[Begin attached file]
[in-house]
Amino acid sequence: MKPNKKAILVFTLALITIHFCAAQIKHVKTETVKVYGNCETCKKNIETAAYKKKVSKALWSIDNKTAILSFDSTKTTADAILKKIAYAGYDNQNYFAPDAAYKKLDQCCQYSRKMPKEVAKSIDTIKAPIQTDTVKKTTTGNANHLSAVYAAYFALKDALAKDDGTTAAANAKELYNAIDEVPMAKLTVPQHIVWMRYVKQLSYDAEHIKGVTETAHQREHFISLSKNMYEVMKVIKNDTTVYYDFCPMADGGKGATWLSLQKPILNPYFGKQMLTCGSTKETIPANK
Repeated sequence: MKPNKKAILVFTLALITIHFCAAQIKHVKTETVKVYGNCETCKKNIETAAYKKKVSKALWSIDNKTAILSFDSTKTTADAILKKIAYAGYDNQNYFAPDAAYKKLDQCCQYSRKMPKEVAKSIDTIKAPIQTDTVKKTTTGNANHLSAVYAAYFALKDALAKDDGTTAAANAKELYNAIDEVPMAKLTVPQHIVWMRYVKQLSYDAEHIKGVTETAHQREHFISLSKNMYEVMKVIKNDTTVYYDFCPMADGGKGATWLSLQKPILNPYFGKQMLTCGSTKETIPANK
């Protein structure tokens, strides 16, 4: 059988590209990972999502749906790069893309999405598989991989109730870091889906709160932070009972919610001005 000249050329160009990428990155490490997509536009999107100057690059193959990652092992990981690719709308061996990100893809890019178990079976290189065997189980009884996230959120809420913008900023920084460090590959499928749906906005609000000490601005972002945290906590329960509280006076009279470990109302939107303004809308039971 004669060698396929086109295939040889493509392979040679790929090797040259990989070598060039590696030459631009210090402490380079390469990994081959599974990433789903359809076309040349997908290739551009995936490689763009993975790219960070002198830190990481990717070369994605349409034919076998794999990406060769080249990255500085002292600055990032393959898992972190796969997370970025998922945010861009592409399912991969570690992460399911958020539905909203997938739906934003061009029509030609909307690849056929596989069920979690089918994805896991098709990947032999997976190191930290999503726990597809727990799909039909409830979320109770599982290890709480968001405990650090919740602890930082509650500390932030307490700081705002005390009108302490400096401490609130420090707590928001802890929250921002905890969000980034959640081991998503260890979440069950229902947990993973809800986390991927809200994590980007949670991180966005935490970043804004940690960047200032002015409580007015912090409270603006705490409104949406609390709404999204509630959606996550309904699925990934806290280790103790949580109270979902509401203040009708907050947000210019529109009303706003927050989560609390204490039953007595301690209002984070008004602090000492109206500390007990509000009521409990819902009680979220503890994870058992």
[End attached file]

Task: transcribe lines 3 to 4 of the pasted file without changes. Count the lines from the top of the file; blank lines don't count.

Repeated sequence: MKPNKKAILVFTLALITIHFCAAQIKHVKTETVKVYGNCETCKKNIETAAYKKKVSKALWSIDNKTAILSFDSTKTTADAILKKIAYAGYDNQNYFAPDAAYKKLDQCCQYSRKMPKEVAKSIDTIKAPIQTDTVKKTTTGNANHLSAVYAAYFALKDALAKDDGTTAAANAKELYNAIDEVPMAKLTVPQHIVWMRYVKQLSYDAEHIKGVTETAHQREHFISLSKNMYEVMKVIKNDTTVYYDFCPMADGGKGATWLSLQKPILNPYFGKQMLTCGSTKETIPANK
């Protein structure tokens, strides 16, 4: 059988590209990972999502749906790069893309999405598989991989109730870091889906709160932070009972919610001005 000249050329160009990428990155490490997509536009999107100057690059193959990652092992990981690719709308061996990100893809890019178990079976290189065997189980009884996230959120809420913008900023920084460090590959499928749906906005609000000490601005972002945290906590329960509280006076009279470990109302939107303004809308039971 004669060698396929086109295939040889493509392979040679790929090797040259990989070598060039590696030459631009210090402490380079390469990994081959599974990433789903359809076309040349997908290739551009995936490689763009993975790219960070002198830190990481990717070369994605349409034919076998794999990406060769080249990255500085002292600055990032393959898992972190796969997370970025998922945010861009592409399912991969570690992460399911958020539905909203997938739906934003061009029509030609909307690849056929596989069920979690089918994805896991098709990947032999997976190191930290999503726990597809727990799909039909409830979320109770599982290890709480968001405990650090919740602890930082509650500390932030307490700081705002005390009108302490400096401490609130420090707590928001802890929250921002905890969000980034959640081991998503260890979440069950229902947990993973809800986390991927809200994590980007949670991180966005935490970043804004940690960047200032002015409580007015912090409270603006705490409104949406609390709404999204509630959606996550309904699925990934806290280790103790949580109270979902509401203040009708907050947000210019529109009303706003927050989560609390204490039953007595301690209002984070008004602090000492109206500390007990509000009521409990819902009680979220503890994870058992």